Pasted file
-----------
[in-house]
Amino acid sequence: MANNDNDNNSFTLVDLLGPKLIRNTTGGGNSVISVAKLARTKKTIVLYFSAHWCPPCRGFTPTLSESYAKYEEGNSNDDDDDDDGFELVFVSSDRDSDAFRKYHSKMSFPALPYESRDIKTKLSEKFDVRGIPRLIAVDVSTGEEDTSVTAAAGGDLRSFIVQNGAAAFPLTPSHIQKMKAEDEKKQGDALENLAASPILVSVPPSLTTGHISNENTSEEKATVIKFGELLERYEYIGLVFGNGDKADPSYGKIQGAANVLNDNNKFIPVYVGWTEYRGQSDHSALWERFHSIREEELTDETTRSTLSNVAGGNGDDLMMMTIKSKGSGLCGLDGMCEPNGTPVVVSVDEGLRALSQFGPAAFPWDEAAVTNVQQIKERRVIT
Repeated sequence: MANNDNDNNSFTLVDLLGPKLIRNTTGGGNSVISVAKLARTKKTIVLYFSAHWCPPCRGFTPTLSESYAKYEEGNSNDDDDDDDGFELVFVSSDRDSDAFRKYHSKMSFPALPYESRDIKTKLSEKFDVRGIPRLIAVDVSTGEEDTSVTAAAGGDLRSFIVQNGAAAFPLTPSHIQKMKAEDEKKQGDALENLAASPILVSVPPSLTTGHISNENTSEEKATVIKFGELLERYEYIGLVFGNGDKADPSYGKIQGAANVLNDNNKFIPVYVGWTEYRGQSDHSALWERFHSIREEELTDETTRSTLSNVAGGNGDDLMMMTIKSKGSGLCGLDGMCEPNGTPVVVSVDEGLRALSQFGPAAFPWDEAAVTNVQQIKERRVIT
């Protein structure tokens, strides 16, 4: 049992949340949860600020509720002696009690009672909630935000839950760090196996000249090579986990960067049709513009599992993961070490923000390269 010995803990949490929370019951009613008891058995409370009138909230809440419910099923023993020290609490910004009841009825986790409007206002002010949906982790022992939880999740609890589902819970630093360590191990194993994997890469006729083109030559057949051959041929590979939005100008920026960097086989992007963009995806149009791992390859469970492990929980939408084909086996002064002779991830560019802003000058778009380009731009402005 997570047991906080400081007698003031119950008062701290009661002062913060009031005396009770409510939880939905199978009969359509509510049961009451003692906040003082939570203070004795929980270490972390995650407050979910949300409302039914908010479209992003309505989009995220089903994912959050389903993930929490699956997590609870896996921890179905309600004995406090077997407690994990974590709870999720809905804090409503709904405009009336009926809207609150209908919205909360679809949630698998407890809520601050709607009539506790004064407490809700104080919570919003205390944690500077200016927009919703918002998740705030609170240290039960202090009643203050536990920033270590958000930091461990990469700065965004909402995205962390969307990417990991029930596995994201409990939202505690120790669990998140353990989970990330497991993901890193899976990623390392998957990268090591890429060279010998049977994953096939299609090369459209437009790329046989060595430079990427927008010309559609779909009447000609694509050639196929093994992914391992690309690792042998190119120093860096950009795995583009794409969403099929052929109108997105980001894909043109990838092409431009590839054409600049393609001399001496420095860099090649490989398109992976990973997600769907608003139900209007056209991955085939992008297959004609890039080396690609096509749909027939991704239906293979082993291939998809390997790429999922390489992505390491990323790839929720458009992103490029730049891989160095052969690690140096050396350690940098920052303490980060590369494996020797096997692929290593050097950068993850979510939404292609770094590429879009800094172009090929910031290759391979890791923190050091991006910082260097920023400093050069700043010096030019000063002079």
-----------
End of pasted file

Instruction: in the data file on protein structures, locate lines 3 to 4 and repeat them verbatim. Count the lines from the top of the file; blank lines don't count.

Repeated sequence: MANNDNDNNSFTLVDLLGPKLIRNTTGGGNSVISVAKLARTKKTIVLYFSAHWCPPCRGFTPTLSESYAKYEEGNSNDDDDDDDGFELVFVSSDRDSDAFRKYHSKMSFPALPYESRDIKTKLSEKFDVRGIPRLIAVDVSTGEEDTSVTAAAGGDLRSFIVQNGAAAFPLTPSHIQKMKAEDEKKQGDALENLAASPILVSVPPSLTTGHISNENTSEEKATVIKFGELLERYEYIGLVFGNGDKADPSYGKIQGAANVLNDNNKFIPVYVGWTEYRGQSDHSALWERFHSIREEELTDETTRSTLSNVAGGNGDDLMMMTIKSKGSGLCGLDGMCEPNGTPVVVSVDEGLRALSQFGPAAFPWDEAAVTNVQQIKERRVIT
């Protein structure tokens, strides 16, 4: 049992949340949860600020509720002696009690009672909630935000839950760090196996000249090579986990960067049709513009599992993961070490923000390269 010995803990949490929370019951009613008891058995409370009138909230809440419910099923023993020290609490910004009841009825986790409007206002002010949906982790022992939880999740609890589902819970630093360590191990194993994997890469006729083109030559057949051959041929590979939005100008920026960097086989992007963009995806149009791992390859469970492990929980939408084909086996002064002779991830560019802003000058778009380009731009402005 997570047991906080400081007698003031119950008062701290009661002062913060009031005396009770409510939880939905199978009969359509509510049961009451003692906040003082939570203070004795929980270490972390995650407050979910949300409302039914908010479209992003309505989009995220089903994912959050389903993930929490699956997590609870896996921890179905309600004995406090077997407690994990974590709870999720809905804090409503709904405009009336009926809207609150209908919205909360679809949630698998407890809520601050709607009539506790004064407490809700104080919570919003205390944690500077200016927009919703918002998740705030609170240290039960202090009643203050536990920033270590958000930091461990990469700065965004909402995205962390969307990417990991029930596995994201409990939202505690120790669990998140353990989970990330497991993901890193899976990623390392998957990268090591890429060279010998049977994953096939299609090369459209437009790329046989060595430079990427927008010309559609779909009447000609694509050639196929093994992914391992690309690792042998190119120093860096950009795995583009794409969403099929052929109108997105980001894909043109990838092409431009590839054409600049393609001399001496420095860099090649490989398109992976990973997600769907608003139900209007056209991955085939992008297959004609890039080396690609096509749909027939991704239906293979082993291939998809390997790429999922390489992505390491990323790839929720458009992103490029730049891989160095052969690690140096050396350690940098920052303490980060590369494996020797096997692929290593050097950068993850979510939404292609770094590429879009800094172009090929910031290759391979890791923190050091991006910082260097920023400093050069700043010096030019000063002079």